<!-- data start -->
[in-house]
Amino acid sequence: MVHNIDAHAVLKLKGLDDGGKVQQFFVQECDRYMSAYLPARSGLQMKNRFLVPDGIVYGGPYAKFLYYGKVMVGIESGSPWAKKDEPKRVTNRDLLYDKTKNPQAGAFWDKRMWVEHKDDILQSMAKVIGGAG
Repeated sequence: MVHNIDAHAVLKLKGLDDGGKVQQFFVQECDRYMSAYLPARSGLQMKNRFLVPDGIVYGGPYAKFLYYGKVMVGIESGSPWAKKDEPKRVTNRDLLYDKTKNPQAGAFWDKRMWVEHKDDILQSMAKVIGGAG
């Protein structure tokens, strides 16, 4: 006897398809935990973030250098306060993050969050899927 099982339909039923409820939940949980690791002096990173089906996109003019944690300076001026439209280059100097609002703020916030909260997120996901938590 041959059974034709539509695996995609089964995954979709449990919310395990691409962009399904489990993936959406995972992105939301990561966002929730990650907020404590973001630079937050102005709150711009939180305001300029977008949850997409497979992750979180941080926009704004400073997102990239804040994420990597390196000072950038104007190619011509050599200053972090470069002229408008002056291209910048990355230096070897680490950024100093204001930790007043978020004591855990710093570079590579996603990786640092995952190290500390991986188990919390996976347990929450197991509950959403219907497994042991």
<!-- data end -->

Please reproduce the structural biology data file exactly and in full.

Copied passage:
[in-house]
Amino acid sequence: MVHNIDAHAVLKLKGLDDGGKVQQFFVQECDRYMSAYLPARSGLQMKNRFLVPDGIVYGGPYAKFLYYGKVMVGIESGSPWAKKDEPKRVTNRDLLYDKTKNPQAGAFWDKRMWVEHKDDILQSMAKVIGGAG
Repeated sequence: MVHNIDAHAVLKLKGLDDGGKVQQFFVQECDRYMSAYLPARSGLQMKNRFLVPDGIVYGGPYAKFLYYGKVMVGIESGSPWAKKDEPKRVTNRDLLYDKTKNPQAGAFWDKRMWVEHKDDILQSMAKVIGGAG
């Protein structure tokens, strides 16, 4: 006897398809935990973030250098306060993050969050899927 099982339909039923409820939940949980690791002096990173089906996109003019944690300076001026439209280059100097609002703020916030909260997120996901938590 041959059974034709539509695996995609089964995954979709449990919310395990691409962009399904489990993936959406995972992105939301990561966002929730990650907020404590973001630079937050102005709150711009939180305001300029977008949850997409497979992750979180941080926009704004400073997102990239804040994420990597390196000072950038104007190619011509050599200053972090470069002229408008002056291209910048990355230096070897680490950024100093204001930790007043978020004591855990710093570079590579996603990786640092995952190290500390991986188990919390996976347990929450197991509950959403219907497994042991």